To prove that a transfer wasn’t a covered gift or bequest, you must reasonably determine that the transferor wasn’t a CE.

This requires gathering as much information as possible to prove either: (1) the transferor was U.S. domiciled at the time of the transfer; (2) the transferor became an expatriate prior to June 17, 2008; or
(3) the transferor filed Form 8854 as part of his expatriation process, and he passed the net worth, income tax liability and tax compliance tests.  

If the transferor is willing to share the information required to make the above determinations, then this is a fairly straightforward exercise. We’ll assume that the transferor either can’t or won’t share this information and the recipient is left to seek what information is available and make a reasonable determination.  

Gathering Information

Assuming the donor won’t cooperate, it appears impossible in many cases for a donee to know with certainty whether he’s received a covered gift or bequest. There’s no public list of CEs, and only the taxpayer and the IRS know whether Form 8854 was timely filed and what information it contained. If the donor won’t provide this information and the IRS is prohibited from disclosing it, what steps can a tax preparer take to seek out independent sources of information and make a reasonable determination as to whether tax is due under Section 2801?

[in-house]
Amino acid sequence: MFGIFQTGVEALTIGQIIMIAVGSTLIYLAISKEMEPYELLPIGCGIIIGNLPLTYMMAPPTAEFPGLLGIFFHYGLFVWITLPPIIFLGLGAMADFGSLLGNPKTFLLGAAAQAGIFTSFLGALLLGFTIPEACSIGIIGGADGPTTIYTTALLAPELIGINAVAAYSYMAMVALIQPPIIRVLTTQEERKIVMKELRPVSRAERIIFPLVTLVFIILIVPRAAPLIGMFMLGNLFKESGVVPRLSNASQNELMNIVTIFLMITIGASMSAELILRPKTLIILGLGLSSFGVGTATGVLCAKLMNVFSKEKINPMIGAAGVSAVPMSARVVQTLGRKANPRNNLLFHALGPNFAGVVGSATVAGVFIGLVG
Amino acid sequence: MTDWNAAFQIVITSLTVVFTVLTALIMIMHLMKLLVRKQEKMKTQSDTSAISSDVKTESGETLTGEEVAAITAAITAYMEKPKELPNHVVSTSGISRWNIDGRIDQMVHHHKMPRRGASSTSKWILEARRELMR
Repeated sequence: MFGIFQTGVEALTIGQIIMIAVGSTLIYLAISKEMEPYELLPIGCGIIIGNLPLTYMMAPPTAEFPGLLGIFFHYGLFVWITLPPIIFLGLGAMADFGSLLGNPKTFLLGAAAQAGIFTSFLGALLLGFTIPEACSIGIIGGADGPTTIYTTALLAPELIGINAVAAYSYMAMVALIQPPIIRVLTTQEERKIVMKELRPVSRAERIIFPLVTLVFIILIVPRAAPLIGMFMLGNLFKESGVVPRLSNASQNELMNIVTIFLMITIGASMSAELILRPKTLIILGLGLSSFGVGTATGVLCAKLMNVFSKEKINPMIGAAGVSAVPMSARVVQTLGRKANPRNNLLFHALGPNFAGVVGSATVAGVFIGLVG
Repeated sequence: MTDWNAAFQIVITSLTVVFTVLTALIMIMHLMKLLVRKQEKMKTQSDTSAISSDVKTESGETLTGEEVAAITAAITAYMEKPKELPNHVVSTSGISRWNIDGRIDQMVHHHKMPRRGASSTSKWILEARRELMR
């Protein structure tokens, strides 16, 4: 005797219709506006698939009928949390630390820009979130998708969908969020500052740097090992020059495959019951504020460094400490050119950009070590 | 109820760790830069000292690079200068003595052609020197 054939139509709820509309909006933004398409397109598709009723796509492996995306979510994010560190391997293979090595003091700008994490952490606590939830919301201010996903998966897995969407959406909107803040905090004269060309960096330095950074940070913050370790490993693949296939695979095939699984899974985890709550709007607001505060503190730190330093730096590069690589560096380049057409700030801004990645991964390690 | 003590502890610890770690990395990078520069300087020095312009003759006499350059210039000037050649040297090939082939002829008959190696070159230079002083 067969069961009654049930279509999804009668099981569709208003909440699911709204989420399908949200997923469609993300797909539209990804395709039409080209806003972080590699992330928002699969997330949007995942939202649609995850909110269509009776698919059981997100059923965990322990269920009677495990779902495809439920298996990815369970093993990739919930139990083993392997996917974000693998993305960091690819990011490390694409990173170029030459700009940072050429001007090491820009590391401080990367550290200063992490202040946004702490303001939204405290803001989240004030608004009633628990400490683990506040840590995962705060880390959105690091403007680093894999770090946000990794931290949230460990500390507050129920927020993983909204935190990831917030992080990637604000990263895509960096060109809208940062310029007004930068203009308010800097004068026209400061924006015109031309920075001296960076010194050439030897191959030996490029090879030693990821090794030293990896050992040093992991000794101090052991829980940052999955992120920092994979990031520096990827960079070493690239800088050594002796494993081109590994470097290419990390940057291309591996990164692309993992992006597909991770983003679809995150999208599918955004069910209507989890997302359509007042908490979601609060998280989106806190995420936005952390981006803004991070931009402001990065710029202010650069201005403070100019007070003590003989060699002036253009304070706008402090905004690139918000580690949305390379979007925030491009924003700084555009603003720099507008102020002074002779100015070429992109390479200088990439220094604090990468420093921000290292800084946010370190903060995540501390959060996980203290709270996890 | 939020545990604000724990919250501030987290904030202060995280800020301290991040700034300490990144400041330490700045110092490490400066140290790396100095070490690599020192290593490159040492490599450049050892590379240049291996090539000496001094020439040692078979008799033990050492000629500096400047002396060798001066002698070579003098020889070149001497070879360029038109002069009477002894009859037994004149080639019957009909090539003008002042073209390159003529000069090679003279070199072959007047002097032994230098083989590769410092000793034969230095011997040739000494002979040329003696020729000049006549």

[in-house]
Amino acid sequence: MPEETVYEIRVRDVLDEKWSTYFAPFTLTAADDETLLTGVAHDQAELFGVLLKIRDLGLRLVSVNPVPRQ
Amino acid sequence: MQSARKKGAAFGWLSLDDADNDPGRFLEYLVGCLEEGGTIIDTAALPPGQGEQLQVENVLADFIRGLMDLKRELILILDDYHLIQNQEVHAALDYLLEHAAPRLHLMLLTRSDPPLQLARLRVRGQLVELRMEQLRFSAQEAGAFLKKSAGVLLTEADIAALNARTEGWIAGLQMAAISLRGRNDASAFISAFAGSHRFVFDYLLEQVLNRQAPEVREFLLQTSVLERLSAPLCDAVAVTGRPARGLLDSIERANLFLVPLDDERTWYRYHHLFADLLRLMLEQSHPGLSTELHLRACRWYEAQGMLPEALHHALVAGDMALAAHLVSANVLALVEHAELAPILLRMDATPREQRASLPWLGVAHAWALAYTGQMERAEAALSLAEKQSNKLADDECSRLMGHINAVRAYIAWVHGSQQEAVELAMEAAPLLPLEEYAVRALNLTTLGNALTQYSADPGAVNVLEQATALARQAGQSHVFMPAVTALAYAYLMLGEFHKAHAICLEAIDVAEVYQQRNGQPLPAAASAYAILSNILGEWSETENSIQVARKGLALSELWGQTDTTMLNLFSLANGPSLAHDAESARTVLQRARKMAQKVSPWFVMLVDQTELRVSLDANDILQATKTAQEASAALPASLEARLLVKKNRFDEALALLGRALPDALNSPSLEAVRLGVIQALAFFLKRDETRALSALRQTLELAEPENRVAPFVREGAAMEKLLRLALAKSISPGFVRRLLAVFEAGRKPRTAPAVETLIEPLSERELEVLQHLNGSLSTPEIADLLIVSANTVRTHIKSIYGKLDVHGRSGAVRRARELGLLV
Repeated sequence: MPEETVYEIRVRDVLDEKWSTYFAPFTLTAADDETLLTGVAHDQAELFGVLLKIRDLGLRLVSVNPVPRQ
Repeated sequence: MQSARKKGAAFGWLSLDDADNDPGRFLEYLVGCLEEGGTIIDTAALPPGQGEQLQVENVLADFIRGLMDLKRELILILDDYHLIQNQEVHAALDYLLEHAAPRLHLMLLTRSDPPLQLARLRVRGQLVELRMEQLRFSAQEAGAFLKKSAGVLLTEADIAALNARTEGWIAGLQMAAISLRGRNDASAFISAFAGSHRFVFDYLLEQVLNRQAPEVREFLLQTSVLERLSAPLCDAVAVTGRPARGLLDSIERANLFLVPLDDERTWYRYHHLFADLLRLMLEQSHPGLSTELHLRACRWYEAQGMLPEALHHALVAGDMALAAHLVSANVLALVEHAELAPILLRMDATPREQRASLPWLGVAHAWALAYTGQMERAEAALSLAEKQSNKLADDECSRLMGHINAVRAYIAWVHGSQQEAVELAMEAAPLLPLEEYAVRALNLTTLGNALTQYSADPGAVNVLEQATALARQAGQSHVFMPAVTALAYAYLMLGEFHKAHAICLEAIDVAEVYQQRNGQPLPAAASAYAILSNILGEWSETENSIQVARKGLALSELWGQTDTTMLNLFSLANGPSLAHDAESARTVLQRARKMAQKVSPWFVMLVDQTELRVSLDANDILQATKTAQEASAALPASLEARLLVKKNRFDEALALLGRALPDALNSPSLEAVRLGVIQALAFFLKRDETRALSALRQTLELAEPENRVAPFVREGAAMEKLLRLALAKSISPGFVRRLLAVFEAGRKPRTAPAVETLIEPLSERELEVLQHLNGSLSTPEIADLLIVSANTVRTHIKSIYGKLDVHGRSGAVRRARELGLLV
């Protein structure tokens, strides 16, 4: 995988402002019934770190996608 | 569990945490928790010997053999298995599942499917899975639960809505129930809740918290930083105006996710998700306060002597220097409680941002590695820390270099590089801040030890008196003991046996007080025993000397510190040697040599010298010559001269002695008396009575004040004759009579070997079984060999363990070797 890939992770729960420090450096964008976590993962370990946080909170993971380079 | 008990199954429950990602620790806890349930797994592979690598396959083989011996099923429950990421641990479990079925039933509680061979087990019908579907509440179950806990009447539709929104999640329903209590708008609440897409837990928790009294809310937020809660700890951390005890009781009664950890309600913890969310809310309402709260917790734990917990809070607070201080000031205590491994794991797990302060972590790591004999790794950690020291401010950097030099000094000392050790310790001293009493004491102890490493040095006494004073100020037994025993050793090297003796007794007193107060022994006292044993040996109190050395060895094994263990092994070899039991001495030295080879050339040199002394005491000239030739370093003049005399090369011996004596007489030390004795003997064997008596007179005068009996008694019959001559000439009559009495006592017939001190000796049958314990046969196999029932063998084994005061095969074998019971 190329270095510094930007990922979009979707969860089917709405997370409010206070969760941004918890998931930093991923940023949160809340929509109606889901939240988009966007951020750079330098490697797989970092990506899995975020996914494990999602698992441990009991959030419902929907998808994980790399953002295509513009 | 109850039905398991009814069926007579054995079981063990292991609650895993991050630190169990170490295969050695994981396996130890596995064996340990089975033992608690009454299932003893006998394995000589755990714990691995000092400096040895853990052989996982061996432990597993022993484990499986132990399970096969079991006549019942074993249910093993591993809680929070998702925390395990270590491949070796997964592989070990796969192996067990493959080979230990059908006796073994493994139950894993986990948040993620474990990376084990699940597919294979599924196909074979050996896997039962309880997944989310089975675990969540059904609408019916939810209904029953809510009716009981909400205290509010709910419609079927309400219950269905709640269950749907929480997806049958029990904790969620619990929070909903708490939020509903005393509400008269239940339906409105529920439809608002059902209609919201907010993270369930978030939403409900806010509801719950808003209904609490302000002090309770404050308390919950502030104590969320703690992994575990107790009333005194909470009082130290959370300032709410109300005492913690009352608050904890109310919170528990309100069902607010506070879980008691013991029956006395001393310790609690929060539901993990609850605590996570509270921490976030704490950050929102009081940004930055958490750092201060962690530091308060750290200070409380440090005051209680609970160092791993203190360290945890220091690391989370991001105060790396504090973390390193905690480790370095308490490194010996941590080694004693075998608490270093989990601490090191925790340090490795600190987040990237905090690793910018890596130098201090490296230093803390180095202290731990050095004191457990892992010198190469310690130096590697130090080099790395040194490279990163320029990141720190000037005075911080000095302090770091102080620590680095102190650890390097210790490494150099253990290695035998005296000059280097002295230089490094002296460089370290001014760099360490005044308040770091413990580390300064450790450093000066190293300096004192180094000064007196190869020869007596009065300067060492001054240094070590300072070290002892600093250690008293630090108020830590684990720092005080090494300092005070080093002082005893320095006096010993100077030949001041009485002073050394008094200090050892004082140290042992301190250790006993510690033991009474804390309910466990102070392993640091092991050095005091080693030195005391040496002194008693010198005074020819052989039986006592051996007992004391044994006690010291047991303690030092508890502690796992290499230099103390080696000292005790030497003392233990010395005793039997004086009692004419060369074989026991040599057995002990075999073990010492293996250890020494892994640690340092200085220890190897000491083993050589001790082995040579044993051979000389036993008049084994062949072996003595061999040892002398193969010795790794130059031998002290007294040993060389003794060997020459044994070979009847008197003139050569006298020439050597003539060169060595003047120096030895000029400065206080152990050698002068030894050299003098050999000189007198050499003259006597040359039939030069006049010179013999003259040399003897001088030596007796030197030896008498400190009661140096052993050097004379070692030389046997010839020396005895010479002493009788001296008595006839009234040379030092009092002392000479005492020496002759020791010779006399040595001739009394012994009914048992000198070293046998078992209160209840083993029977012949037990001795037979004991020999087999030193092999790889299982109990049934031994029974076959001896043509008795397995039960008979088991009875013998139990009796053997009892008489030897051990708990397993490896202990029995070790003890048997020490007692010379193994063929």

The donee. The first source of information for a tax preparer should be the donee. In most instances, there’s some personal relationship between the transferor and the donee, which is why the donative transfer is being made. The donee may have a lot of biographical information that will indicate whether the donor was ever a U.S. citizen or green card holder, domiciled in the United States at the time the transfer occurred and if his net worth may have exceeded the $2 million threshold before or after expatriation. The donee can also inquire as to whether a gift or estate tax return was timely filed, which may qualify for one of the exceptions to the Section 2801 tax.